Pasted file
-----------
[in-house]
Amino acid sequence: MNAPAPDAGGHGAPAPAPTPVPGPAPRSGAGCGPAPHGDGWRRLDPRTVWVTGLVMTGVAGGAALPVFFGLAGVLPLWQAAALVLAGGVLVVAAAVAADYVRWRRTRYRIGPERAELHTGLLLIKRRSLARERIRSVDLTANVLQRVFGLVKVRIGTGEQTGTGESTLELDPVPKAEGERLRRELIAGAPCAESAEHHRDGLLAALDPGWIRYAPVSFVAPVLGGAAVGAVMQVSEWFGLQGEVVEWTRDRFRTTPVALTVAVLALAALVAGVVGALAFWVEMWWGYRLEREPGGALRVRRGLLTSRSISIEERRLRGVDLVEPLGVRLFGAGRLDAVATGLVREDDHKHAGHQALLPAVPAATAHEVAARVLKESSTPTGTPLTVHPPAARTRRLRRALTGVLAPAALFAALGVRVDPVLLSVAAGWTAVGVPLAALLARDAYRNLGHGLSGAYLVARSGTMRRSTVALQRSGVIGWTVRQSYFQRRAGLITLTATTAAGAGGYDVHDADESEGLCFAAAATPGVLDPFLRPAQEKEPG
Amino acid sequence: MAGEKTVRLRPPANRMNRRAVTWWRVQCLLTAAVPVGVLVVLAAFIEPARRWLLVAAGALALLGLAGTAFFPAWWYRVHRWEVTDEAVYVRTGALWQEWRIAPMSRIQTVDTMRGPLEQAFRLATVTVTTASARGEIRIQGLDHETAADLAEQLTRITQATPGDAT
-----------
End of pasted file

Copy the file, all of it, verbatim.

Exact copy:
[in-house]
Amino acid sequence: MNAPAPDAGGHGAPAPAPTPVPGPAPRSGAGCGPAPHGDGWRRLDPRTVWVTGLVMTGVAGGAALPVFFGLAGVLPLWQAAALVLAGGVLVVAAAVAADYVRWRRTRYRIGPERAELHTGLLLIKRRSLARERIRSVDLTANVLQRVFGLVKVRIGTGEQTGTGESTLELDPVPKAEGERLRRELIAGAPCAESAEHHRDGLLAALDPGWIRYAPVSFVAPVLGGAAVGAVMQVSEWFGLQGEVVEWTRDRFRTTPVALTVAVLALAALVAGVVGALAFWVEMWWGYRLEREPGGALRVRRGLLTSRSISIEERRLRGVDLVEPLGVRLFGAGRLDAVATGLVREDDHKHAGHQALLPAVPAATAHEVAARVLKESSTPTGTPLTVHPPAARTRRLRRALTGVLAPAALFAALGVRVDPVLLSVAAGWTAVGVPLAALLARDAYRNLGHGLSGAYLVARSGTMRRSTVALQRSGVIGWTVRQSYFQRRAGLITLTATTAAGAGGYDVHDADESEGLCFAAAATPGVLDPFLRPAQEKEPG
Amino acid sequence: MAGEKTVRLRPPANRMNRRAVTWWRVQCLLTAAVPVGVLVVLAAFIEPARRWLLVAAGALALLGLAGTAFFPAWWYRVHRWEVTDEAVYVRTGALWQEWRIAPMSRIQTVDTMRGPLEQAFRLATVTVTTASARGEIRIQGLDHETAADLAEQLTRITQATPGDAT